A TURNAROUND AHEAD?
The government isn’t oblivious to the issues and even
started waiving approval requirements for certain
levels of foreign direct investment, which fell from
US$36.5 billion in 2011 to US$24 billion in 2012. To
help stanch the economic bleeding and spur consumer spending, the government has also cut taxes
on transportation, technology and capital goods.
“The outlook for the Indian economy is now
looking significantly better than it did in mid-
2013,” says Dr. Sinha.
With the landslide election of Prime Minister
Narendra Modi and his Bharatiya Janata Party in
May, some economists revised their forecasts for
“Since 2009, the number of stalled projects has
been rising,” says Sunil Kumar Sinha, PhD, princi-
pal economist and director, public finance, India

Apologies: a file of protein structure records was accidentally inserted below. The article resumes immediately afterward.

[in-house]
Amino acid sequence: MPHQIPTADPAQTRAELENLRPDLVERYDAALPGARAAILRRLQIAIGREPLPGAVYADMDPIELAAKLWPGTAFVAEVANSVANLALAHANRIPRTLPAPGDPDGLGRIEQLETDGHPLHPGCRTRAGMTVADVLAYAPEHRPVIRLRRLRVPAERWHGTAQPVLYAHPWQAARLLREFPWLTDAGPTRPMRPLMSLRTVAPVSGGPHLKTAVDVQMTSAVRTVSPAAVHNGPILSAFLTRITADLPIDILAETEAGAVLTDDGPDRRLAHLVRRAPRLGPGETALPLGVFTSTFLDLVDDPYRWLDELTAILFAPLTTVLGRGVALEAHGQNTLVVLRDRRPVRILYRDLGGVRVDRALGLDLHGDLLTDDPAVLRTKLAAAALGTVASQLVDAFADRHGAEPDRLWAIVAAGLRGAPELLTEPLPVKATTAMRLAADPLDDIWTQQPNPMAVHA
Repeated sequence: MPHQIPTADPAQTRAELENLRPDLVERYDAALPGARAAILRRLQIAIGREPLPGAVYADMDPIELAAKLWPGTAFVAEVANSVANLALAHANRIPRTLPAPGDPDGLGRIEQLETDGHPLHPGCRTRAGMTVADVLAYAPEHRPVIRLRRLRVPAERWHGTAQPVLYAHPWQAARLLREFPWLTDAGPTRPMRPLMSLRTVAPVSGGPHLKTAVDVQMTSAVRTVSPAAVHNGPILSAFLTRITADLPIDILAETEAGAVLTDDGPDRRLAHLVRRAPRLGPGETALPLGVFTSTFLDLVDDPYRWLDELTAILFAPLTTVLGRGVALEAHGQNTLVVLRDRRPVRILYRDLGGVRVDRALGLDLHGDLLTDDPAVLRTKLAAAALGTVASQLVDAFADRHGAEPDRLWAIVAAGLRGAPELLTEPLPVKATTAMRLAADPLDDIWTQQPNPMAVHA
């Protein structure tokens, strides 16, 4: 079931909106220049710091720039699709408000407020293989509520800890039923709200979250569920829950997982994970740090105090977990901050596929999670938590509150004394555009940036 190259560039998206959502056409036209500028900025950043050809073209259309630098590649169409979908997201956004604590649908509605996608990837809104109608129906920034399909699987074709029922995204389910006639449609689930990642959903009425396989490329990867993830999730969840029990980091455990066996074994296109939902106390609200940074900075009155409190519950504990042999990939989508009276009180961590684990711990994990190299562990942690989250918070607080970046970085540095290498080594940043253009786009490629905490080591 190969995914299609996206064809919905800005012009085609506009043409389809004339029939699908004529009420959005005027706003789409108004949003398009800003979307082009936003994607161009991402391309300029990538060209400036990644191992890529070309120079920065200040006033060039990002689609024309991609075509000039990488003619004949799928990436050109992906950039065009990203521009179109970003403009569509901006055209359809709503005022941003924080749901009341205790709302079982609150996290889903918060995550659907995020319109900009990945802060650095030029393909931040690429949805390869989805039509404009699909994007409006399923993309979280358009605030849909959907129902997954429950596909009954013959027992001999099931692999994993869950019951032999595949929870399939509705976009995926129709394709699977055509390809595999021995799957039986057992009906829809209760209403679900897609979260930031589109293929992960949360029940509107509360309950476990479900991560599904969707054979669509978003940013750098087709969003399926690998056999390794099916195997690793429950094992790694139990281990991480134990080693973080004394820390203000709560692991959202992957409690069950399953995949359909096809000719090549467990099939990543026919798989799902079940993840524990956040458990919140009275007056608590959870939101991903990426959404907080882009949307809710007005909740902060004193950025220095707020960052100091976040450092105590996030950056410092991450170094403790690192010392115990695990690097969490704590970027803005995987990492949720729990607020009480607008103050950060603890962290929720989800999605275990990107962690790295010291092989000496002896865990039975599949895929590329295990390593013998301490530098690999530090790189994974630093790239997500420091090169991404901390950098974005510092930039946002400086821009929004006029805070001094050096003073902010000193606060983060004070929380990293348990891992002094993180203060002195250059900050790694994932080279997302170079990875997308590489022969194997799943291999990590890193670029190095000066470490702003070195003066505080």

Ratings & Research, New Delhi, India. Dr. Sinha
says six sectors—electricity, roads, telecom, steel,
real estate and mining—account for about 80 per-
cent of all stalled projects.
“Any project that requires government approval,
especially for land use, faces long delays,” Dr.
In many cases, that has translated to a lack of
investor confidence, which leads to palpable consequences for Indian infrastructure projects—and the
economy as a whole.
US$110 billion in infrastructure projects has been stalled
because of India’s bureaucracy, according to a 2013 report by a
consortium of state-run banks.
The harbor of Mumbai, India